When I add a loop cut I get this cross hatching effect. If I add one to the other side as well, then the whole object gets that effect. I've tried changing the shading from flat to smooth, and back. I've recalculated normals, I've removed doubles(0). It doesn't seem to affect the render at least, but i'm not sure if it'll affect anything else like the materials. Or is it just a random glitch that wont do anything else. I've restarted my blender and it didn't take it away either, so I'm lost.

Weird shadingAll around


It's not a random glitch, it's called Z-fighting. It happens when 2 or more faces occupy the very same space. Then Blender doesn't know anymore which of the faces should be in front and which ones should stay in the back. It also means that you need to clean your topology.

One method of checking for problems is to be in Vertex- or Edge Select Mode with nothing selected and hit CTRLSHIFTALTM to select all edges and its verts that share more or less than two faces.

enter image description here

Here are 4 cross sections. The left one is how it should be. It has a clear inside and a clear outside and is the desired outcome. Every edge only shares two faces.

The second and third one have an internal face where it won't show from the outside. But CTRLSHIFTALTM will highlight all verts or edges that are connected to that face. This little rascal will also prevent you from recalculating normals correctly.

The fourth is where Z-fighting will occur. While it's not visible, there's now 3 small faces on top of one larger face because I scaled them to 0 on the x axis. And since they're not the same size, removing doubles won't do anything.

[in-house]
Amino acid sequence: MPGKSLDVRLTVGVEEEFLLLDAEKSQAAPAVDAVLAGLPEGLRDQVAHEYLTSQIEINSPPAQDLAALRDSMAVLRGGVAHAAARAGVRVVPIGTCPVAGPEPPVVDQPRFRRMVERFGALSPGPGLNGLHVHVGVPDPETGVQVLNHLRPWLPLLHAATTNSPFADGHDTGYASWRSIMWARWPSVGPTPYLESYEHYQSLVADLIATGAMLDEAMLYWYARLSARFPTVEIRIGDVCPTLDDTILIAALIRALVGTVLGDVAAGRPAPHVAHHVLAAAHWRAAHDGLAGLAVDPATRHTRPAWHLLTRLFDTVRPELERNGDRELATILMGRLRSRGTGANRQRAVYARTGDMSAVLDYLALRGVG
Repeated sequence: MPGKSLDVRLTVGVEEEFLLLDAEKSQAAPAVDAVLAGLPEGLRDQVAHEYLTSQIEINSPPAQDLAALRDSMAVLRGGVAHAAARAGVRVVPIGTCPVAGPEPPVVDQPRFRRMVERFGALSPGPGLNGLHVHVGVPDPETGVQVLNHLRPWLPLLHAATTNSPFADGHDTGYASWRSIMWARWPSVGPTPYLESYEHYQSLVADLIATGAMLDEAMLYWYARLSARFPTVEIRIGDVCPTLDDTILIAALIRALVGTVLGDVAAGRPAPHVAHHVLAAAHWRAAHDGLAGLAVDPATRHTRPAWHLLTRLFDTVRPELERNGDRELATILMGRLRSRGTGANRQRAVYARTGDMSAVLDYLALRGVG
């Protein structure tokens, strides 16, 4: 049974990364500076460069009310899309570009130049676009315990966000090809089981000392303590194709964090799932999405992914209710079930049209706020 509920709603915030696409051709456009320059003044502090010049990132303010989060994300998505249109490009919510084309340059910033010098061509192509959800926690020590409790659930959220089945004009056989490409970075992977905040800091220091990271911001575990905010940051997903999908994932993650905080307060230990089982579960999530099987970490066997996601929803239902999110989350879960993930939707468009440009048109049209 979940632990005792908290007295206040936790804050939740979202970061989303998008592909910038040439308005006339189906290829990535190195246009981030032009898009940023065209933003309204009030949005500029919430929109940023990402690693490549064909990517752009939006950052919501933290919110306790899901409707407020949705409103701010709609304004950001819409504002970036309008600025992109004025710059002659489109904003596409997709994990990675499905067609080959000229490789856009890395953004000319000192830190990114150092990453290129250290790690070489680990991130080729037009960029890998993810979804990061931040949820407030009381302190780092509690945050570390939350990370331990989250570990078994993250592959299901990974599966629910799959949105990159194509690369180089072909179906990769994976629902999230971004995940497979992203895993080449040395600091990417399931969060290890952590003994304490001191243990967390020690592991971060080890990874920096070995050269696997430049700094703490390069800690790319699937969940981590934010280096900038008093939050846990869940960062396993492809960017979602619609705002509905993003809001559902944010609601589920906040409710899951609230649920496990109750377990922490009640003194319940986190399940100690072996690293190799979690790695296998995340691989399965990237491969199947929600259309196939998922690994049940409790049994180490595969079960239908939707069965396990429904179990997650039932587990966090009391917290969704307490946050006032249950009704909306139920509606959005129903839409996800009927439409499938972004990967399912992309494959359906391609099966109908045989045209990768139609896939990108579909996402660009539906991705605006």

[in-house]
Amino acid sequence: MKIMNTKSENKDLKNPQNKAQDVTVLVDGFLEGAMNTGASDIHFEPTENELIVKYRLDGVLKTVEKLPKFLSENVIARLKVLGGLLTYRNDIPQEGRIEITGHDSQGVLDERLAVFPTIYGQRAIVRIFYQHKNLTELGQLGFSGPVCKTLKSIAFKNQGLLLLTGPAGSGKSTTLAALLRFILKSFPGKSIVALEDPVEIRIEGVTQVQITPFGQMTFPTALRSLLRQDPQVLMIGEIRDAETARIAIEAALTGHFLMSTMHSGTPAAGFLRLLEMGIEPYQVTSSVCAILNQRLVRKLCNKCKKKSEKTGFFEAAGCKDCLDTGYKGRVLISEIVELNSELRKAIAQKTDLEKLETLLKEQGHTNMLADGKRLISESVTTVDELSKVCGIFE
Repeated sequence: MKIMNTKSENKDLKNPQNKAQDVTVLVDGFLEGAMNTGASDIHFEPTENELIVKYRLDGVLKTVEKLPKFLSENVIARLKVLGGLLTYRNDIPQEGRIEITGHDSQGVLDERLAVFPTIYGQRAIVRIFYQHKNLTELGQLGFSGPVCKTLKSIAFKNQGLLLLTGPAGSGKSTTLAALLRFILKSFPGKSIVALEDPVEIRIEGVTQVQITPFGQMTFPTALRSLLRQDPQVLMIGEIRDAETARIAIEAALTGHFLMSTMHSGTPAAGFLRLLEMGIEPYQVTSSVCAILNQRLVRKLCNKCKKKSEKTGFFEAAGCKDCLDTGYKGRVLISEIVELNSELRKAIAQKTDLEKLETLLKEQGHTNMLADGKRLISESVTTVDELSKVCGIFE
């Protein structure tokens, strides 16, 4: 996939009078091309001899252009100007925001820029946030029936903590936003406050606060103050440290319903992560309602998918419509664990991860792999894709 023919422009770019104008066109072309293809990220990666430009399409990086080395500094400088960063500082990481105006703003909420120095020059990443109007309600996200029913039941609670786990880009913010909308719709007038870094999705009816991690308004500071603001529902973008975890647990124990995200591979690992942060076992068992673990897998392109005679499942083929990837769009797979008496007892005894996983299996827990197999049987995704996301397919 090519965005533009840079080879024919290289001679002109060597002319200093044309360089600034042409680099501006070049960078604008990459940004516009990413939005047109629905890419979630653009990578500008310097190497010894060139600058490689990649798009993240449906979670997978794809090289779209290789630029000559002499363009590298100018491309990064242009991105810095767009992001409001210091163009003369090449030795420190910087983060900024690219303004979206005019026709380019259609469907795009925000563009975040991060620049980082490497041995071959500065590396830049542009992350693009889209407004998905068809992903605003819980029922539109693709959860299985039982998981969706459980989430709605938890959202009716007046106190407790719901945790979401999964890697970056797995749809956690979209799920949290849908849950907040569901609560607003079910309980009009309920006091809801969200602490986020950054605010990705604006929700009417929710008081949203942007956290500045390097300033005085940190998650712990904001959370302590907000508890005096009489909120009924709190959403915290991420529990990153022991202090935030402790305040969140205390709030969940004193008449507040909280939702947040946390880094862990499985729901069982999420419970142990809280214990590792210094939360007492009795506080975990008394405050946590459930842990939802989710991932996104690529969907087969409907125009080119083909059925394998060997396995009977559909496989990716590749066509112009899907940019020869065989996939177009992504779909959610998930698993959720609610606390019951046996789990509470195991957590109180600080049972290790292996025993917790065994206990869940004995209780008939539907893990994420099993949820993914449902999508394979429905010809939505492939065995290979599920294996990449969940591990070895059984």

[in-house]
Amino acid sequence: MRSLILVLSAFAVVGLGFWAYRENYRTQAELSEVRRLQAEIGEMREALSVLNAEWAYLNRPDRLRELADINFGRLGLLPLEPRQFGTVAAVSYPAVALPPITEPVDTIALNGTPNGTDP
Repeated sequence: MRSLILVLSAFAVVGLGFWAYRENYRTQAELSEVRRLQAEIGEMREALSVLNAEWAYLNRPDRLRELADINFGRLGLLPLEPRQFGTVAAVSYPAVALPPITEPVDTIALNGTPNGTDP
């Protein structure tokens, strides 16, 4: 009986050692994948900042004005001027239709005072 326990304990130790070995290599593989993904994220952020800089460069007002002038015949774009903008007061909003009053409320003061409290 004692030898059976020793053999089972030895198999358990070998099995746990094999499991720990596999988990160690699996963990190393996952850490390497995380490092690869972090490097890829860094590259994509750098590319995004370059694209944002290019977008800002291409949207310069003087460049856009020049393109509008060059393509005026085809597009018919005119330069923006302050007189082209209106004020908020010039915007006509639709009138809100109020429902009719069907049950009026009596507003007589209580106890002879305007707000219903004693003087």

Sadly, it's perfectly possible to create Z-fighting topology that the mega shortcut won't detect. Just add a cube, duplicate it without moving it and then scale it down a bit on a single axis.

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    $\begingroup$ Note that it is possible to have Z fighting without having any topology issues; consider a transparent cube sitting exactly on a table for instance. The usual solution is to just move them a part very slightly, leaving a small "air-gap". $\endgroup$ – gandalf3 Feb 16 '18 at 2:41
  • $\begingroup$ Just for completeness, you can have Z-fighting even if the surfaces are not overlapping, but are close to each other. Depending on the clipping range the surfaces might fall beyond what the Z-buffer's precision can resolve. $\endgroup$ – user1853 Feb 16 '18 at 3:03

Ok, I found the problem. I duplicated the object a while ago, but I undid a bunch of things, and I thought the duplication got undone as well.

But it didn't, I didn't bother trying to move the object before, because it only started flickering when I did the loop cut. But now that I think about it, it makes sense.

Sorry for wasting everyone's time. But thank you for the answers, they helped me realise my stupid mistake.

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